Muddled Outcome on Transfer of Credit
If federal rule making negotiations were reported like baseball games, in the sports pages of the local newspaper -- and let's thank our lucky stars that they're not -- the outcome of Wednesday's vote on transfer of credit policies during an Education Department negotiating session on accreditation would look, technically, like a loss for national accrediting agencies and the career colleges they accredit.
Because opposition by any single negotiator effectively means that a rule making panel has not endorsed a particular proposal, Judith S. Eaton's "no" vote on proposed regulatory language that would have required accreditors to ensure that the institutions they oversee do not discriminate in their transfer policies against academic credits of students from nationally (rather than regionally) accredited institutions meant that the committee did not formally endorse it.
But despite that apparent defeat, some officials from national accrediting groups and for-profit and career colleges were more than a little pleased by the turn of events. The for-profit sector of higher education (which is generally accredited by national associations) has pushed hard for several years, both for legislation in Congress and regulatory change through the Education Department, for policies that would ensure that regionally accredited nonprofit colleges cannot have policies that more or less automatically reject the academic credits of students who transfer from nationally accredited institutions.
The fact that Eaton, president of the Council for Higher Education Accreditation, which coordinates accreditation nationally and recognizes 60 accrediting agencies, was the lone negotiator to openly express her opposition to the proposal, said Harris N. Miller, president of the Career College Association, represents the most open acknowledgment to date that “representatives of nonprofit colleges and regional accreditors have agreed in principle that the source of accreditation should not be solely determinative of whether a student’s hard-earned credits should be recognized.”
Miller said he believed Wednesday’s vote would help for-profit colleges’ efforts to persuade Congress and the Education Department to push for changes in credit-transfer policies, given that many of the state college and accrediting officials around the table seemed willing to support a proposal that acknowledged the problem and required accreditors to do something about it.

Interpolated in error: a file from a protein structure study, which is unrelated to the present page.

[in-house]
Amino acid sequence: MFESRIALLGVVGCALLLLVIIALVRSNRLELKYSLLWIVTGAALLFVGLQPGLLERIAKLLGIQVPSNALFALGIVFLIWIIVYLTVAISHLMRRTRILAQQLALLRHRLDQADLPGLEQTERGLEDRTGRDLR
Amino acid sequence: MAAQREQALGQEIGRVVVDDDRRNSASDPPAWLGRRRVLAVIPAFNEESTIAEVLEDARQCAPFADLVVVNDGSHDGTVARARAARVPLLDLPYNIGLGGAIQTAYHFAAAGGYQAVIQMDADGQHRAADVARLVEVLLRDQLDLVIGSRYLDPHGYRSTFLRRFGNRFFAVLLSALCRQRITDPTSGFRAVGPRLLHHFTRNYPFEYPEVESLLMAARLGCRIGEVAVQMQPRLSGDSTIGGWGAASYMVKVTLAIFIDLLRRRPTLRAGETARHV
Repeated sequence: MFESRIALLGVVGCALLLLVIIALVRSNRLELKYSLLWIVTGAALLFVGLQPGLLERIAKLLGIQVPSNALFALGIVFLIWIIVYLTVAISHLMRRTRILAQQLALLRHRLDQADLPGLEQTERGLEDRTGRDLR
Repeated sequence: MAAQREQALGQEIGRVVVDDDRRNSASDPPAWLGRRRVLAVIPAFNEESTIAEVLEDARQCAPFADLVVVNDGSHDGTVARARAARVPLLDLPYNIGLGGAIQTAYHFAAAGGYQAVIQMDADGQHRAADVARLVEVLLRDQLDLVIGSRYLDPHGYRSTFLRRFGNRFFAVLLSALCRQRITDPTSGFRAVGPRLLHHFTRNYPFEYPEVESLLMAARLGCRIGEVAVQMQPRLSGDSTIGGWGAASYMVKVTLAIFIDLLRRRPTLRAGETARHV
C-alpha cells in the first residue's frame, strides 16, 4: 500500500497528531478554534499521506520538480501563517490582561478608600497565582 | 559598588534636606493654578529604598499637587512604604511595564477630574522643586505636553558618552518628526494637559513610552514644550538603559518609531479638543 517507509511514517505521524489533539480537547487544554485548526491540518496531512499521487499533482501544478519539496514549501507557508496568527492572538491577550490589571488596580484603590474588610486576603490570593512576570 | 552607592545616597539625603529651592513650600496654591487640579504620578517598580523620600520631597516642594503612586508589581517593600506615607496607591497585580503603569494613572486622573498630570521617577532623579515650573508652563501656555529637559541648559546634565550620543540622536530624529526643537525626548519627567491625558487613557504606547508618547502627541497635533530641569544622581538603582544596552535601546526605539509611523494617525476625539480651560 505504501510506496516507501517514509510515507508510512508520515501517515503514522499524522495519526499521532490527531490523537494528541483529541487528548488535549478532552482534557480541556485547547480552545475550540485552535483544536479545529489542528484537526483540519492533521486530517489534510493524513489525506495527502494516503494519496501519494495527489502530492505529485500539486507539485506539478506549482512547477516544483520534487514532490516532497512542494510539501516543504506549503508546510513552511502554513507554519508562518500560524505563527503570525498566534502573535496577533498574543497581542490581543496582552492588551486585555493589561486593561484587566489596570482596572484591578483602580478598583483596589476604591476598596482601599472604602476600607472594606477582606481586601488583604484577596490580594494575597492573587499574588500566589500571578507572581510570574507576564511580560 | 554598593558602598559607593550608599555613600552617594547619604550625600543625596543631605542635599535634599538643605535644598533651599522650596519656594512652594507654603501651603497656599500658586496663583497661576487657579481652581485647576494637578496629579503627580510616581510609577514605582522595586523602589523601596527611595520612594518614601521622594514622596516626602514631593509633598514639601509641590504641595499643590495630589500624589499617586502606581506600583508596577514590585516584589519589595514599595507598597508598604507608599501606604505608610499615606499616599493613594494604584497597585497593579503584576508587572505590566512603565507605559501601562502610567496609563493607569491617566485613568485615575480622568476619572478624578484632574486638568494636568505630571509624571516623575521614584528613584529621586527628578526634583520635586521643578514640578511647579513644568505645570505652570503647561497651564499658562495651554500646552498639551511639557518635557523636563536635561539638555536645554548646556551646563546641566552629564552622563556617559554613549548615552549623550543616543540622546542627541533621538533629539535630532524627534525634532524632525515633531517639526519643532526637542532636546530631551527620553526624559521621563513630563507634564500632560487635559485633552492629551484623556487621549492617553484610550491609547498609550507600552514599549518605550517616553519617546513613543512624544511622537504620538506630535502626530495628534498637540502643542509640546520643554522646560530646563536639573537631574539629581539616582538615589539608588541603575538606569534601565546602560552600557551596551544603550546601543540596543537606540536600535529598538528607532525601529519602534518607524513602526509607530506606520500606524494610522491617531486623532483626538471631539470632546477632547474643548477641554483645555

“It would be hard for people to go up to the Hill now to say they don’t think there’s a problem and they don’t think the standards should be fixed,” Miller said.
Like many things about this accreditation rule making process, though, the situation regarding transfer of credit is not quite so simple. Over lunch on Wednesday, most of the members of the negotiating team (except for those representing the Education Department) met behind closed doors to try to nail down agreement on several key issues, including transfer of credit. As members of the public waited outside the conference room for the formal negotiating session to reconvene, applause burst from inside, which several participants said afterwards had represented what they thought was an agreement reached among the participants on the transfer issue, which has been one of the thorniest of the months-long process.
The language considered at the end, which had been sanded down and softened over time, had eliminated a requirement that accreditors audit the credit-transfer policies of the institutions they oversee, and would have mandated that the agencies "provide that decisions about transfer of credit and and acceptance of credentials are not made solely on the source of accreditation of a sending institution or program," and that colleges and universities tell prospective students about their credit-transfer policies.
But once the meeting resumed, when Vickie L. Schray, the Education Department’s lead negotiator, said she hoped the panel members had reached “tentative agreement” on the transfer issue and asked whether anyone dissented, Eaton, who had repeatedly questioned whether the department had the authority to regulate on this issue without a change in the law by Congress, was alone in raising her hand.